Long Durational Natural Phenomenon


Duration: 50-60 million years

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Cover Photograph CC BY 3.0 Wikipedia user Reaperman

The Giant's Causeway is an area of about 40,000 interlocking basalt columns, the result of an ancient volcanic eruption. It is located in County Antrim on the northeast coast of Northern Ireland, about three miles (4.8 km) northeast of the town of Bushmills. It was declared a World Heritage Site by UNESCO in 1986, and a National Nature Reserve in 1987 by the Department of the Environment for Northern Ireland. In a 2005 poll of Radio Times readers, the Giant's Causeway was named as the fourth greatest natural wonder in the United Kingdom. The tops of the columns form stepping stones that lead from the cliff foot and disappear under the sea. Most of the columns are hexagonal, although there are also some with four, five, seven or eight sides. The tallest are about 12 metres (39 ft) high, and the solidified lava in the cliffs is 28 metres (92 ft) thick in places.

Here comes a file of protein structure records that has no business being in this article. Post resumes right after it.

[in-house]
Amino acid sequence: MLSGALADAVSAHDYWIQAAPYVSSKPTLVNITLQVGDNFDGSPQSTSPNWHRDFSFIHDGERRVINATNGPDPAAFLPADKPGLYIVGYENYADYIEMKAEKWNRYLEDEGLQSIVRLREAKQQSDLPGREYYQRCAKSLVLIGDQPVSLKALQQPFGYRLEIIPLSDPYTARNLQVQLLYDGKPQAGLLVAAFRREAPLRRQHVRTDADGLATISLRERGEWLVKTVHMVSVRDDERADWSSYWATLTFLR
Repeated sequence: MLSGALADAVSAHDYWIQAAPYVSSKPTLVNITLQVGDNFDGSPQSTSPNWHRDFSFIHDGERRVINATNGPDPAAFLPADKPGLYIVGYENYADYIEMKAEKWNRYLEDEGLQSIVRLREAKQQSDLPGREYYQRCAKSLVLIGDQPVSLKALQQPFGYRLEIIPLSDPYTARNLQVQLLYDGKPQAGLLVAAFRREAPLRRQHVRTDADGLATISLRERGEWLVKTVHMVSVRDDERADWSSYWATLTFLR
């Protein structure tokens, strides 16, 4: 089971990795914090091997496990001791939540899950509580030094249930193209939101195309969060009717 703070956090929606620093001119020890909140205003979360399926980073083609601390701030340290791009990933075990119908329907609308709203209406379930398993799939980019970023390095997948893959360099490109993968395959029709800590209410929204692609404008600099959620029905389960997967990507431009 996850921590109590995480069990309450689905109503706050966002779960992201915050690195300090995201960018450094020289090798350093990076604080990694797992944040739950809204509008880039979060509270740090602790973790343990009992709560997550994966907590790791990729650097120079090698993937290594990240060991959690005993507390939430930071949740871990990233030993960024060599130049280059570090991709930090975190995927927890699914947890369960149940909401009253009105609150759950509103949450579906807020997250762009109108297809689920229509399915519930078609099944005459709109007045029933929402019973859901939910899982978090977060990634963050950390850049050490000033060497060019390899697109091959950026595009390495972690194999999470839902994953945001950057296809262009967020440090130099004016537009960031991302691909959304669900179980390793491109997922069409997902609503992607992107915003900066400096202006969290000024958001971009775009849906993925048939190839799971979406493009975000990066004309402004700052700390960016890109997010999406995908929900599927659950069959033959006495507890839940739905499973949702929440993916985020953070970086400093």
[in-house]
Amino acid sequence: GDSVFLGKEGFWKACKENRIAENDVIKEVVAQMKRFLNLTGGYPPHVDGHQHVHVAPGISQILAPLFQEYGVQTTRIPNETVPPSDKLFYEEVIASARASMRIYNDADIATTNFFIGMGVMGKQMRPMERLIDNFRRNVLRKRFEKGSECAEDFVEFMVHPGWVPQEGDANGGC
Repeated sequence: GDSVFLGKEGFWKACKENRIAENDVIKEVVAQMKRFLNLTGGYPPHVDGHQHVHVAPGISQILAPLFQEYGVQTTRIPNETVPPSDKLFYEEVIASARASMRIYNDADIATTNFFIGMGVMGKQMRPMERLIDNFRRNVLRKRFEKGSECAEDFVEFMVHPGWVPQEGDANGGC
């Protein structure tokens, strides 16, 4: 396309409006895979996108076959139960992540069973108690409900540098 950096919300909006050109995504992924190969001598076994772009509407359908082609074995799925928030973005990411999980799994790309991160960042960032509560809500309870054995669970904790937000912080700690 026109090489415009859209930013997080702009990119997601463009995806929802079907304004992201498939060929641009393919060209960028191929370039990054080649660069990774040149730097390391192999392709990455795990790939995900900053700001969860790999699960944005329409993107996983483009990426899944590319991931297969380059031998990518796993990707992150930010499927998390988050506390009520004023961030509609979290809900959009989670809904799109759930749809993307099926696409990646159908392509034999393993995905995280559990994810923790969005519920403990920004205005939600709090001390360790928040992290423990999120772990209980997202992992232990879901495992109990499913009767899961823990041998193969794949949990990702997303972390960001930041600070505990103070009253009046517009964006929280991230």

Giant’s Causeway. Photography CC BY 3.0 Wikipedia user Chmee2

Around 50 to 60 million years ago, during the Paleogene Period, Antrim was subject to intense volcanic activity, when highly fluid molten basalt intruded through chalk beds to form an extensive lava plateau. As the lava cooled, contraction occurred. Horizontal contraction fractured in a similar way to drying mud, with the cracks propagating down as the mass cooled, leaving pillarlike structures, which are also fractured horizontally into "biscuits". In many cases the horizontal fracture has resulted in a bottom face that is convex while the upper face of the lower segment is concave, producing what are called "ball and socket" joints. The size of the columns is primarily determined by the speed at which lava from a volcanic eruption cools. The extensive fracture network produced the distinctive columns seen today. 

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